Gastronomy

Metropolitan College

The following courses are electives within the Master in Liberal Arts in Gastronomy and the Food Studies Certificate. They are also open to non-degree students who have completed an undergraduate degree.

The Science of Food and Cooking

MET ML 619

Cooking is chemistry, and it is the chemistry of food that determines the outcome of culinary undertakings. In this course, basic chemical properties of food are explored in the context of modern and traditional cooking techniques. The impact of molecular changes resulting from preparation, cooking, and storage is the focus of academic inquiry. Illustrative, culturally specific culinary techniques are explored through the lens of food science and the food processing industry. Examination of "chemistry-in- the-pan" and sensory analysis techniques will be the focus of hands-on in- class and assigned cooking labs. 4 cr. Tuition: $3200

Summer 1 (May 20-June 24)

Top

Wild and Foraged Foods

MET ML 625

Humans have been foraging for food since prehistoric times, but the recent interest in wild and foraged foods raises interesting issues about our connection to nature amid the panorama of industrially oriented food systems. From political economy to Traditional Ecological Knowledge (TEK), this course explores how we interact with, perceive, and know our world through the procurement of food. Students take part in foraging activities and hands-on culinary labs in order to engage the senses in thinking about the connections between humans, food, and the environment. 4 cr. Tuition: $3200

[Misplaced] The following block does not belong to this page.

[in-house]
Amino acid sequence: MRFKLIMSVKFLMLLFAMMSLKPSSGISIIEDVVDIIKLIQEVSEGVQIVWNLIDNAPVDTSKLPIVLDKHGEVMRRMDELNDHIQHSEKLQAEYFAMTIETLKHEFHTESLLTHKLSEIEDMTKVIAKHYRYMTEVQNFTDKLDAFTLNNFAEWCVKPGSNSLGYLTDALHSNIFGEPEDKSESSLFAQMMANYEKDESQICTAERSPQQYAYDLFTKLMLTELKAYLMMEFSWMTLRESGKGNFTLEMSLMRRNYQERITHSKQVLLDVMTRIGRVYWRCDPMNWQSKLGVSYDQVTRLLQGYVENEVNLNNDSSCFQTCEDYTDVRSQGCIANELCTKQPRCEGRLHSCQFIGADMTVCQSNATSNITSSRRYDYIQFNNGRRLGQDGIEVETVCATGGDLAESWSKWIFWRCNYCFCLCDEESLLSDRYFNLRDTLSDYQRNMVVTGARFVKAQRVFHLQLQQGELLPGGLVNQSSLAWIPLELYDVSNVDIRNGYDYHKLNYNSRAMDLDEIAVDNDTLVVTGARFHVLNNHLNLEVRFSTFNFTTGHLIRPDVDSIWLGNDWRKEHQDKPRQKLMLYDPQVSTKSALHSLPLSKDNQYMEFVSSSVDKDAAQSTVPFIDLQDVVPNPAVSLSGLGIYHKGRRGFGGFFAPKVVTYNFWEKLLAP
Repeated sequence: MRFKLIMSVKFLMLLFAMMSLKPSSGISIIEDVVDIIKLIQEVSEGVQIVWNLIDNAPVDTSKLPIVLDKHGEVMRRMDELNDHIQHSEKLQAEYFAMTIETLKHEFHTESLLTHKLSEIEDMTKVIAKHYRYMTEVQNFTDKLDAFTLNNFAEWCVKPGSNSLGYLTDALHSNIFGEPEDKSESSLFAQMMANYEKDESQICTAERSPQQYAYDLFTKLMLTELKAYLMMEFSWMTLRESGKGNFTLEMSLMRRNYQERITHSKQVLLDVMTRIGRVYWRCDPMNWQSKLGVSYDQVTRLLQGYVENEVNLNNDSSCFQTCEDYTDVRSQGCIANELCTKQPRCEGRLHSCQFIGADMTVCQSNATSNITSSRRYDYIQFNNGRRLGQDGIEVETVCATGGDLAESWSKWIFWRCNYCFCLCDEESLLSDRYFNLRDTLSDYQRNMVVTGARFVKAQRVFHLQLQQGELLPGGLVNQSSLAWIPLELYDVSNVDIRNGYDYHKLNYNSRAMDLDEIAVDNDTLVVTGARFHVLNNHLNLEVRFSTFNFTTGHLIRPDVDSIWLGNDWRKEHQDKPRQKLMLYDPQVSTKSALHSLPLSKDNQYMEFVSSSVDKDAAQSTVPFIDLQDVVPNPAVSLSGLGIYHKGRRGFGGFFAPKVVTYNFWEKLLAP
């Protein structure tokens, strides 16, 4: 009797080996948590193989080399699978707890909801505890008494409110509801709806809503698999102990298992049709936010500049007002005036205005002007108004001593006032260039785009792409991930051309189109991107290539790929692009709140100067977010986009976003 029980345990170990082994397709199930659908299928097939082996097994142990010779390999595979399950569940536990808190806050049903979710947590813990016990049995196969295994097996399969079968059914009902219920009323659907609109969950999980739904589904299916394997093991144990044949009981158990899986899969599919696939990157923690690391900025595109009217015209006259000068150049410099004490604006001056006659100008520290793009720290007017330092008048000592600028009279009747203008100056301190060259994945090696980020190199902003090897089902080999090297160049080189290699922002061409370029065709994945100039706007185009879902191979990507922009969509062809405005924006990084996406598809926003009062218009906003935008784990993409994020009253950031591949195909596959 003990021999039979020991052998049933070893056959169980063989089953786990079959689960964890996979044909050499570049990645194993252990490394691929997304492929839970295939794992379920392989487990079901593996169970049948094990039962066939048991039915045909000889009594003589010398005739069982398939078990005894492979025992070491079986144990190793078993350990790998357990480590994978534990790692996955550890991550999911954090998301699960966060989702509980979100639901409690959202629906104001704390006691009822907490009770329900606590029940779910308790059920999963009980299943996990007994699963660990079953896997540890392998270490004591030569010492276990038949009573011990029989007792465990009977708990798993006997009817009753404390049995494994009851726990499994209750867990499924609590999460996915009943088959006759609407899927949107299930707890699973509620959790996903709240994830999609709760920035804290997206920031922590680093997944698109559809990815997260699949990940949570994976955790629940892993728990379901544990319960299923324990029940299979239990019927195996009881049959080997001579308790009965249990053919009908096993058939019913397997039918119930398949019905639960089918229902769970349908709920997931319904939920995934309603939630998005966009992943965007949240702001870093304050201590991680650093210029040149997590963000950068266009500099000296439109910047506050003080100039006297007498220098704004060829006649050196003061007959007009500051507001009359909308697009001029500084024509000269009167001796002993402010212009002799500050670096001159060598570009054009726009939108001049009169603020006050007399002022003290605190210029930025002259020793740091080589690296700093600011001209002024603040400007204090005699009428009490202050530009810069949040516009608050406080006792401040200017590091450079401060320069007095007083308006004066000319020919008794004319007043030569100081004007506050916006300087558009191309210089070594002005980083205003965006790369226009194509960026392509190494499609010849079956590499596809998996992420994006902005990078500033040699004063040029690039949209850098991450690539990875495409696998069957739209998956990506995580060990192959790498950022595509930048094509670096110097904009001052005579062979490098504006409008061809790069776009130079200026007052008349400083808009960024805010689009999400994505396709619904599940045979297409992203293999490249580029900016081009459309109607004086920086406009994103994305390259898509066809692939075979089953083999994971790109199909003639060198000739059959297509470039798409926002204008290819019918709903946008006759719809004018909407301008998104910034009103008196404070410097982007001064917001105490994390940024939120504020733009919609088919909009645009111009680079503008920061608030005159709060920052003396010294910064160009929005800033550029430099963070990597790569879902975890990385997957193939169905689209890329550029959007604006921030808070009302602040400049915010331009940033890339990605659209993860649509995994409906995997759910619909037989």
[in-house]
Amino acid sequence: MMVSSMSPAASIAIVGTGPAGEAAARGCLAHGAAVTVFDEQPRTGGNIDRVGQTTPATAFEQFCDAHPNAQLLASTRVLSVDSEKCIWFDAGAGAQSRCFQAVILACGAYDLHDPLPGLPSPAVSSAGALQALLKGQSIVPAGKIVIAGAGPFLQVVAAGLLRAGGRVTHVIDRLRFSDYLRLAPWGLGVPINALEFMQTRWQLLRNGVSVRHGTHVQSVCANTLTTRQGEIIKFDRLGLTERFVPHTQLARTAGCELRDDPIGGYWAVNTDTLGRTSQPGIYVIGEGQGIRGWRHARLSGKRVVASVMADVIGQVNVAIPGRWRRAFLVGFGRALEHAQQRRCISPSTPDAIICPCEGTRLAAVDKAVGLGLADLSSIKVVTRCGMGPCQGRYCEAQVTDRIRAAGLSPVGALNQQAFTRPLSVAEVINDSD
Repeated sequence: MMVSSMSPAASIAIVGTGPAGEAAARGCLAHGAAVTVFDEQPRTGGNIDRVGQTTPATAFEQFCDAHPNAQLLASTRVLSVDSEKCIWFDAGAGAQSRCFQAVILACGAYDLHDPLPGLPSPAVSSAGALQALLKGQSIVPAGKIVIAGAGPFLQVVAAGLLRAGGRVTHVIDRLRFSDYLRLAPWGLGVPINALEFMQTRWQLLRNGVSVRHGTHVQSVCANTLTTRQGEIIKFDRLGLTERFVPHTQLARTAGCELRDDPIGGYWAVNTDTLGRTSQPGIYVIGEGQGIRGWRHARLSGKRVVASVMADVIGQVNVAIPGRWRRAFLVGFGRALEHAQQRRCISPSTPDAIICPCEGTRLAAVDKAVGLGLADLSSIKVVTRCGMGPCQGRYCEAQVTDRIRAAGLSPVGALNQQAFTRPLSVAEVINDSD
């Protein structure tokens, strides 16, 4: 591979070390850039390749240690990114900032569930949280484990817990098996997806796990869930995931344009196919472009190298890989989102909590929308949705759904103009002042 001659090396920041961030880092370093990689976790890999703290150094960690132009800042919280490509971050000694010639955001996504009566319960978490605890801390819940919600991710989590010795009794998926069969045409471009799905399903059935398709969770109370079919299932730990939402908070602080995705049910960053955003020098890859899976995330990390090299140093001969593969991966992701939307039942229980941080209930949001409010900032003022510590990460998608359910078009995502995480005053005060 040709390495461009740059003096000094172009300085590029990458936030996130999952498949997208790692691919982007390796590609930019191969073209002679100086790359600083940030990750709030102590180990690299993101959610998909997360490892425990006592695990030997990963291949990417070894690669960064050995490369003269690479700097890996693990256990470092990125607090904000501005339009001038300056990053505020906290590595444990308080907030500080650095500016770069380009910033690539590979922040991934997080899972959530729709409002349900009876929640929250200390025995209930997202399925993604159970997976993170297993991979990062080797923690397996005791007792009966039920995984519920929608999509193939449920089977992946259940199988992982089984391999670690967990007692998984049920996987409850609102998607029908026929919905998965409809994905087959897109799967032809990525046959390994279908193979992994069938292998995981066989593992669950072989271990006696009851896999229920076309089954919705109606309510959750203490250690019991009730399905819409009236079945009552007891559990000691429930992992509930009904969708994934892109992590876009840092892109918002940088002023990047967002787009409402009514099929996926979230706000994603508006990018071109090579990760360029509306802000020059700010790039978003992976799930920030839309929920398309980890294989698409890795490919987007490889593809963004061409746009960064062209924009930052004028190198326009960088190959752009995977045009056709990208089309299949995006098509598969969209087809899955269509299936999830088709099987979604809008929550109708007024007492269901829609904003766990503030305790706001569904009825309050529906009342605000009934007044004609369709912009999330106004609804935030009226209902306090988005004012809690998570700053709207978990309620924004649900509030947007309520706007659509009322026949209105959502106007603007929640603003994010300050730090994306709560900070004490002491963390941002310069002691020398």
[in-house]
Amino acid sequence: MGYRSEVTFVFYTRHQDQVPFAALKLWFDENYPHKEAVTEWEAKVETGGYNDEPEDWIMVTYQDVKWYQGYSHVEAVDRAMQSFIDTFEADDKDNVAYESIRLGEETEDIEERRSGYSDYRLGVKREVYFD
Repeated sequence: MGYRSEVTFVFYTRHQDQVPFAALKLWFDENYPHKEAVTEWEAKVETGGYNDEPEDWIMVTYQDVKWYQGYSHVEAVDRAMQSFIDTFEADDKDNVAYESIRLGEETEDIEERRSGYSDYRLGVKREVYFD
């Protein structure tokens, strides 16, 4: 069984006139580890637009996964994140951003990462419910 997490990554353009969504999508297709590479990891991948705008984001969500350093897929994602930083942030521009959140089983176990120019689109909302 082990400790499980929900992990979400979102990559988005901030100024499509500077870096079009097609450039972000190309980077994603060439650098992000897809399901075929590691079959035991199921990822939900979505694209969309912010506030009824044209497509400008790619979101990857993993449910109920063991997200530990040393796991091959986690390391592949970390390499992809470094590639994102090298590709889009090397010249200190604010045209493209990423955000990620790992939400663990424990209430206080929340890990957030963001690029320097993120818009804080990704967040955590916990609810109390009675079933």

Summer 1 (May 19-June 25)

Top

Anthropology of Food

MET ML 641

What can food tell us about human culture and social organization? Food offers us many opportunities to explore the ways in which humans go about their daily lives from breaking bread at the family table to haggling over the price of meat at the market to worrying about having enough to eat. Food can also tell us about larger social organizations and global interconnections through products like Spam that are traded around the globe and the ways in which a fruit like the tomato transformed the culinary culture of European nations. In this course we consider how the Anthropology of Food has developed as a subfield of cultural anthropology. We also look at the various methodologies and theoretical frameworks used by anthropologists to study food and culture. 4 cr. Tuition: $3200

Summer 1 (May 20-June 24)

Top

The Foundation of Beer and Spirits

MET ML 650

Explores the great variety of beer styles and spirit categories currently available and the role each plays in our culture. Surveys significant developments in the historical evolution, production, distribution, consumption, and cultural usage of these alcohol beverages in the United States. Includes tastings of beer and spirts to demonstrate examples of the most important categories and classifications. 2 cr. Tuition: $1600

Summer 1 (May 21-June 25)

Top

Fundamentals of Wine

MET ML 651

Suitable for students without previous knowledge of wine, this introductory survey explores the world of wine through lectures, tastings, and assigned readings. By the end of the course, students will be able to exhibit fundamental knowledge of the principal categories of wine, including major grape varieties, wine styles, and regions; correctly taste and classify wine attributes; understand general principles of food and wine pairing; and comprehend the process of grape growing and winemaking. 2 cr. Tuition: $1600; lab fee: $150; total charge: $1750

Ten-Week Course (June1-August 3)

Top

A Comprehensive Survey of Wine

MET ML 652